When Hanan Badr el-Din’s husband disappeared, her life changed for good. She last saw him on television, wounded and at a hospital after attending a protest in July 2013. But when she went there, she couldn’t find him.
Hanan searched for her husband at police stations, prisons, hospitals and morgues. No one could tell her what had happened to him. Her husband is one of hundreds of people missing at the hands of Egypt’s security forces. Every day, an estimated three to four people – mostly political activists, students, protesters, even school children as young as 14 – are taken by Egyptian police or military, never to be seen again.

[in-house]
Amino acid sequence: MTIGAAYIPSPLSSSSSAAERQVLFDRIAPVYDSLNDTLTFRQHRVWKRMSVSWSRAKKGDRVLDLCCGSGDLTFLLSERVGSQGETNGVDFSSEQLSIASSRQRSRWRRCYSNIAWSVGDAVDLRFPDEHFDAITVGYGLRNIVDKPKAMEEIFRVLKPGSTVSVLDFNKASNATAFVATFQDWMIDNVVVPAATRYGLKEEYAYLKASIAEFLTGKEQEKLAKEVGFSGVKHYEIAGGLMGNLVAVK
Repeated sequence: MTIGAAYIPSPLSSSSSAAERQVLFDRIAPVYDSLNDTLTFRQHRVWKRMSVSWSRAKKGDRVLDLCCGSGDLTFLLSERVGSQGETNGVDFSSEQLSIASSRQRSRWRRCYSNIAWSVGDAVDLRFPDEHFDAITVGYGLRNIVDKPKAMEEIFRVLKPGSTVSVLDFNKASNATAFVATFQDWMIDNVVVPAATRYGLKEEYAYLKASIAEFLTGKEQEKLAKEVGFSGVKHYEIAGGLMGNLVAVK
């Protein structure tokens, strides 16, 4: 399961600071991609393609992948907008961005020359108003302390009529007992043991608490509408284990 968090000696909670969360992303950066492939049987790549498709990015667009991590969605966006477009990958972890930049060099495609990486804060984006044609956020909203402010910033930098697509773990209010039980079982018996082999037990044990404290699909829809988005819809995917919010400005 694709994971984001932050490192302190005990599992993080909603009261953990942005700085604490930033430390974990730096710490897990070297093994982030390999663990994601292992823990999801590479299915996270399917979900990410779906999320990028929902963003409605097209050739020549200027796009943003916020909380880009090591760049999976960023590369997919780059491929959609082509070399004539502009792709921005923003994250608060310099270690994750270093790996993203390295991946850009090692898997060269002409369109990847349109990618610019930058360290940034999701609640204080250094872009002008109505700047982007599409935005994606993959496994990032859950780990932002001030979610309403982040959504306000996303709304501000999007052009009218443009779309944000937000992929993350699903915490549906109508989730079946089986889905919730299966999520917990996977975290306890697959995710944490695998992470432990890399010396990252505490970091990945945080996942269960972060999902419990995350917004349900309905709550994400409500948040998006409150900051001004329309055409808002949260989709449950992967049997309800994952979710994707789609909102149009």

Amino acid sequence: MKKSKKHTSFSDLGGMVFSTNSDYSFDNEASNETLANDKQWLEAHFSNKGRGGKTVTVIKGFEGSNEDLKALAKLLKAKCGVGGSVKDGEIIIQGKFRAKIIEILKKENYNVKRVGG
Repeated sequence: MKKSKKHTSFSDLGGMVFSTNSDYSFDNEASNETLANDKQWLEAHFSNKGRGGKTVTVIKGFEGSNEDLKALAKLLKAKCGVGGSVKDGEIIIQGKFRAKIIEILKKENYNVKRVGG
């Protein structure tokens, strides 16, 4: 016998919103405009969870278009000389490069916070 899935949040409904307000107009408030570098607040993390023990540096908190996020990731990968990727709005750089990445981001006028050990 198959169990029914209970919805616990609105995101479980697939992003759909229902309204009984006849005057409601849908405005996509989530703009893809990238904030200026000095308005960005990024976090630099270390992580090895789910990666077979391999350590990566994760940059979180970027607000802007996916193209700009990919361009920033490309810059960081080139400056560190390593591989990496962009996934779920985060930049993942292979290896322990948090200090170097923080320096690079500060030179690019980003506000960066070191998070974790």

Yet the Egyptian government claims that disappearances don’t exist in the country.